October 30, 2017 | By Sikh Siyasat Bureau
Lucknow: The Uttar Pradesh Madrasa Board has reportedly started preparing to introduce books approved by India’s National Council of Educational Research and Training (NCERT) in Islamic religious schools called Madrasa on the pretext to standardise and improve the curriculum in sync with job requirements.
The move comes close on the heels of the state government directing all madrasas in the state to register with the UP state madrasa board.
The move has been seen as an attempt by the ruling ‘pro-hindutva’ elite of both at the state and the Central government to mold and manufacture those cultural differences which cannot be directly assimilated as per Indian (Hindu) nationalism and inculcate the concept of Bharat mata in them.
“We are in the process of standardising and integrating the syllabus, especially for subjects like science, mathematics and English. We plan to introduce NCERT books,” registrar of UP Madrasa Shiksha Parishad, Rahul Gupta said while interacting with the media.
It is worth mention her that considerable number of madrasas are already teaching and made arrangements in the past so that Muslim students can have access to more modern subjects like Mathematics and English.
So far students, after completing their education from a madrasa used to become alims or maulvis which are low paying jobs.
“In the religious part only bifurcation of books will be done. Like what will be taught to class 1 student and what in class 5. Our soul aim is to introduce NCERT books for subjects like mathematics and science,” registrar Rahul Singh adds.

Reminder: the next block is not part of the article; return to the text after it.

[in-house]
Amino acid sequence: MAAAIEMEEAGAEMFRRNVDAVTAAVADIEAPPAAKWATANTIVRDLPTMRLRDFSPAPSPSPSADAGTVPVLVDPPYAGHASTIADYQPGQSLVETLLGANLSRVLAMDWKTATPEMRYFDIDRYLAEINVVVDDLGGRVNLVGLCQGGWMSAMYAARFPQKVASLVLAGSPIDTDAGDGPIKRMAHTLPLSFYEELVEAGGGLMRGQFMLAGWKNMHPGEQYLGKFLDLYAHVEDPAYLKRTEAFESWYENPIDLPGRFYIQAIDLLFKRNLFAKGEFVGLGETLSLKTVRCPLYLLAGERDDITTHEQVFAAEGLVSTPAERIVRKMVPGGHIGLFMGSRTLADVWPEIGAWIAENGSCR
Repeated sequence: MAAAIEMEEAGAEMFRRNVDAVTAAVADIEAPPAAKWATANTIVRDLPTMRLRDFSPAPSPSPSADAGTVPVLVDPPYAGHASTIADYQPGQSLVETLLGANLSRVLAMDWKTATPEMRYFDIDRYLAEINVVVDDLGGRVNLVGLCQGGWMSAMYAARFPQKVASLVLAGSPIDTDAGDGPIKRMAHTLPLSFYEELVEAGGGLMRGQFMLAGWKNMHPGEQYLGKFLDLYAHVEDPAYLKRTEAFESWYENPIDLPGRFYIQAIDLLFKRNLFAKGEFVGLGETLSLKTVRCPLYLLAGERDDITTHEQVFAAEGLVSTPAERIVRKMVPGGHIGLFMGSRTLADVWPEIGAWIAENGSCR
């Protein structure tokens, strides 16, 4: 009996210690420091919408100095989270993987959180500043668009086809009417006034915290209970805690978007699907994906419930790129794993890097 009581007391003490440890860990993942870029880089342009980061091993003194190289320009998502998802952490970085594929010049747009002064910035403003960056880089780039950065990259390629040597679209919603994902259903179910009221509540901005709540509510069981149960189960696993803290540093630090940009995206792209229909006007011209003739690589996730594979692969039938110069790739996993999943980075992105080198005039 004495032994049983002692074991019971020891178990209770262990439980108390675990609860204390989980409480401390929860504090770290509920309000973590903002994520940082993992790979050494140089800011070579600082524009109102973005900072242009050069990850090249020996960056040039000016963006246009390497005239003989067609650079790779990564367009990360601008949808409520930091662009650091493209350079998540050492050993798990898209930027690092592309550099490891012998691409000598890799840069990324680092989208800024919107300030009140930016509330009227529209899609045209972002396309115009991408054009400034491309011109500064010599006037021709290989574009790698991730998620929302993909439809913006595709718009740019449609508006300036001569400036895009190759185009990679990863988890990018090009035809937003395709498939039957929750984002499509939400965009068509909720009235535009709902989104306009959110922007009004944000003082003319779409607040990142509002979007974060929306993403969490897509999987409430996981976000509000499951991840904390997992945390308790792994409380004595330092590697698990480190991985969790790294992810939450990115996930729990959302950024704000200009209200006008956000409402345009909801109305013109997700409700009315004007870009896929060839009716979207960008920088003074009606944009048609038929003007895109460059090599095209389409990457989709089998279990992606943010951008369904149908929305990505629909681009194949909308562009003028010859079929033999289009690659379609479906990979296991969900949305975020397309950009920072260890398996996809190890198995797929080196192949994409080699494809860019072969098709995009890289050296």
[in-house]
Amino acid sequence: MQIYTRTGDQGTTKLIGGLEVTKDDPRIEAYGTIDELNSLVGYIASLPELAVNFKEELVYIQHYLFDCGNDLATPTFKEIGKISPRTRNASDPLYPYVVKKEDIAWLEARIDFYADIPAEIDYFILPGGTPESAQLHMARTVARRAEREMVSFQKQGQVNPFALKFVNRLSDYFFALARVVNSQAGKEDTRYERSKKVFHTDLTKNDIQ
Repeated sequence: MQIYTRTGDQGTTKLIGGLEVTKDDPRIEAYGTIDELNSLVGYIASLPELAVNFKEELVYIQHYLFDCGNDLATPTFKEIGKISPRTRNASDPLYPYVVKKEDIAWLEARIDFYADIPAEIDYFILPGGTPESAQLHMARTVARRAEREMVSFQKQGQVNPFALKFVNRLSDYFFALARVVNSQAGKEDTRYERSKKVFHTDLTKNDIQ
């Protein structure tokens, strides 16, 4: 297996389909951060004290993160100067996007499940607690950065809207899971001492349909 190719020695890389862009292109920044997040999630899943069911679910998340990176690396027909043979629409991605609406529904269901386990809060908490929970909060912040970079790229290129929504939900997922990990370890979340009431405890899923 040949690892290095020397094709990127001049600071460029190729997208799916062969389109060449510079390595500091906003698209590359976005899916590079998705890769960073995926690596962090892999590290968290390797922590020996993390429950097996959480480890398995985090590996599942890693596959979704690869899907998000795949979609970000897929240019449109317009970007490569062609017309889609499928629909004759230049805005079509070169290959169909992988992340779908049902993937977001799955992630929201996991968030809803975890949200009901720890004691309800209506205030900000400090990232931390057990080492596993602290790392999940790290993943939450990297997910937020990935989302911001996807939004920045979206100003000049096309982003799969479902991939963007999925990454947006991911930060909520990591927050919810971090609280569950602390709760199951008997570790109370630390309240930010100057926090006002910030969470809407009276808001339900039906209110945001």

There are more than 16,000 madrasas in the state, of which 560 are government-aided while 4500 are partially funded by the state. The change in syllabus will be introduced in all madrasas in the state.
While supporting the Indian state’s intended program to introduce its version of education in the madrasas Eidgah imam Khalid Rasheed Firangi Mahli who runs one of the oldest madrasas in Lucknow adjacent to Aishbah Eidgah reportedly said there is nothing wrong in introducing NCERT books.
“But we would have appreciated had madrasa officials were taken into confidence before going ahead with it. We are not against modern education. In fact many of the private madrasas were teaching these subjects,” he further adds to his statement.
Earlier in August, the state government issued order for madrasas in Uttar Pradesh to compulsorily observe the Independence Day, a move criticised for “raising doubts on the integrity of those running madrasas and its students”, reports Hindustan Times (HT).